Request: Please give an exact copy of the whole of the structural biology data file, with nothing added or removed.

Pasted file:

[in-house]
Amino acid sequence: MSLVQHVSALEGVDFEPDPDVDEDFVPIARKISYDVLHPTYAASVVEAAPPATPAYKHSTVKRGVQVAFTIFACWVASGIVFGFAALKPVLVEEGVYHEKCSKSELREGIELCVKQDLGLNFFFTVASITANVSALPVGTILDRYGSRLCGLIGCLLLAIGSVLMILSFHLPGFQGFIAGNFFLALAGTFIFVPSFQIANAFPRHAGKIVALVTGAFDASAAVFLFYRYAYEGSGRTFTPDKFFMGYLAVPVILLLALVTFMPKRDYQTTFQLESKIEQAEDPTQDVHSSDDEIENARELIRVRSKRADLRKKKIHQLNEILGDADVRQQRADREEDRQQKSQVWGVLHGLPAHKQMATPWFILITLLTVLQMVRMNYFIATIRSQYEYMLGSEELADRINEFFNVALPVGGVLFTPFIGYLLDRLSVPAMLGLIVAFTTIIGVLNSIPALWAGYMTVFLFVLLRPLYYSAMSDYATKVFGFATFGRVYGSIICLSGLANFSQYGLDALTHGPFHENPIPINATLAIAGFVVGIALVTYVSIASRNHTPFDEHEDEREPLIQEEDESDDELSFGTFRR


[in-house]
Amino acid sequence: MSLVQHVSALEGVDFEPDPDVDEDFVPIARKISYDVLHPTYAASVVEAAPPATPAYKHSTVKRGVQVAFTIFACWVASGIVFGFAALKPVLVEEGVYHEKCSKSELREGIELCVKQDLGLNFFFTVASITANVSALPVGTILDRYGSRLCGLIGCLLLAIGSVLMILSFHLPGFQGFIAGNFFLALAGTFIFVPSFQIANAFPRHAGKIVALVTGAFDASAAVFLFYRYAYEGSGRTFTPDKFFMGYLAVPVILLLALVTFMPKRDYQTTFQLESKIEQAEDPTQDVHSSDDEIENARELIRVRSKRADLRKKKIHQLNEILGDADVRQQRADREEDRQQKSQVWGVLHGLPAHKQMATPWFILITLLTVLQMVRMNYFIATIRSQYEYMLGSEELADRINEFFNVALPVGGVLFTPFIGYLLDRLSVPAMLGLIVAFTTIIGVLNSIPALWAGYMTVFLFVLLRPLYYSAMSDYATKVFGFATFGRVYGSIICLSGLANFSQYGLDALTHGPFHENPIPINATLAIAGFVVGIALVTYVSIASRNHTPFDEHEDEREPLIQEEDESDDELSFGTFRR